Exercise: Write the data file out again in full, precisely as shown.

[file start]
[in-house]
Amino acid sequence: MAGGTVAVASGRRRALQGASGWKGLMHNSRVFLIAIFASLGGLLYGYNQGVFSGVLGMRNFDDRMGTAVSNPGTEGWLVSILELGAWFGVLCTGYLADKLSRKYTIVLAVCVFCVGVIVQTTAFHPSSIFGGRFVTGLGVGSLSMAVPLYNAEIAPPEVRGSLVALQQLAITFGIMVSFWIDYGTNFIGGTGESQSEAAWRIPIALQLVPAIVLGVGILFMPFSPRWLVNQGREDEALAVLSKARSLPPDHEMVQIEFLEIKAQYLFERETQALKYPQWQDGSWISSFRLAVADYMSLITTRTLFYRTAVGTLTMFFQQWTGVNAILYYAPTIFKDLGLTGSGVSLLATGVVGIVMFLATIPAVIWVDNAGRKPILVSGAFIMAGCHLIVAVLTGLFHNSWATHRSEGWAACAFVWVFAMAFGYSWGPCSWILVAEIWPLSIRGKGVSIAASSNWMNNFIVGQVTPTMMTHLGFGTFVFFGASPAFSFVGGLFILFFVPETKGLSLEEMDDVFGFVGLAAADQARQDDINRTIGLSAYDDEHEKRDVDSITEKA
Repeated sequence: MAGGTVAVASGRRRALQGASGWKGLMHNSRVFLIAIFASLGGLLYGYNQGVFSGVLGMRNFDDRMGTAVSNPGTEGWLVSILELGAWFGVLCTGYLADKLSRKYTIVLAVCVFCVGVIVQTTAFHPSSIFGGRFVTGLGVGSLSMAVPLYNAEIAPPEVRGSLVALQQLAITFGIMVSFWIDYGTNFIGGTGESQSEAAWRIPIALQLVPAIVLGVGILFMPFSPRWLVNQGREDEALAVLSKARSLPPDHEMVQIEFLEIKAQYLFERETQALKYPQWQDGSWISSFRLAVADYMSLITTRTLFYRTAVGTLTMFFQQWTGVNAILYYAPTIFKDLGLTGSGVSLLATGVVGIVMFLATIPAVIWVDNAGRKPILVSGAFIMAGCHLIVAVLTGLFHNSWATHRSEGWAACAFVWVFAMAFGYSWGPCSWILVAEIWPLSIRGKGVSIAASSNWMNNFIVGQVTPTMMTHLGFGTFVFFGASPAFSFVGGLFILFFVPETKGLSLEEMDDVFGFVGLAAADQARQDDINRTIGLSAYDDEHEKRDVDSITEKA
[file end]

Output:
[in-house]
Amino acid sequence: MAGGTVAVASGRRRALQGASGWKGLMHNSRVFLIAIFASLGGLLYGYNQGVFSGVLGMRNFDDRMGTAVSNPGTEGWLVSILELGAWFGVLCTGYLADKLSRKYTIVLAVCVFCVGVIVQTTAFHPSSIFGGRFVTGLGVGSLSMAVPLYNAEIAPPEVRGSLVALQQLAITFGIMVSFWIDYGTNFIGGTGESQSEAAWRIPIALQLVPAIVLGVGILFMPFSPRWLVNQGREDEALAVLSKARSLPPDHEMVQIEFLEIKAQYLFERETQALKYPQWQDGSWISSFRLAVADYMSLITTRTLFYRTAVGTLTMFFQQWTGVNAILYYAPTIFKDLGLTGSGVSLLATGVVGIVMFLATIPAVIWVDNAGRKPILVSGAFIMAGCHLIVAVLTGLFHNSWATHRSEGWAACAFVWVFAMAFGYSWGPCSWILVAEIWPLSIRGKGVSIAASSNWMNNFIVGQVTPTMMTHLGFGTFVFFGASPAFSFVGGLFILFFVPETKGLSLEEMDDVFGFVGLAAADQARQDDINRTIGLSAYDDEHEKRDVDSITEKA
Repeated sequence: MAGGTVAVASGRRRALQGASGWKGLMHNSRVFLIAIFASLGGLLYGYNQGVFSGVLGMRNFDDRMGTAVSNPGTEGWLVSILELGAWFGVLCTGYLADKLSRKYTIVLAVCVFCVGVIVQTTAFHPSSIFGGRFVTGLGVGSLSMAVPLYNAEIAPPEVRGSLVALQQLAITFGIMVSFWIDYGTNFIGGTGESQSEAAWRIPIALQLVPAIVLGVGILFMPFSPRWLVNQGREDEALAVLSKARSLPPDHEMVQIEFLEIKAQYLFERETQALKYPQWQDGSWISSFRLAVADYMSLITTRTLFYRTAVGTLTMFFQQWTGVNAILYYAPTIFKDLGLTGSGVSLLATGVVGIVMFLATIPAVIWVDNAGRKPILVSGAFIMAGCHLIVAVLTGLFHNSWATHRSEGWAACAFVWVFAMAFGYSWGPCSWILVAEIWPLSIRGKGVSIAASSNWMNNFIVGQVTPTMMTHLGFGTFVFFGASPAFSFVGGLFILFFVPETKGLSLEEMDDVFGFVGLAAADQARQDDINRTIGLSAYDDEHEKRDVDSITEKA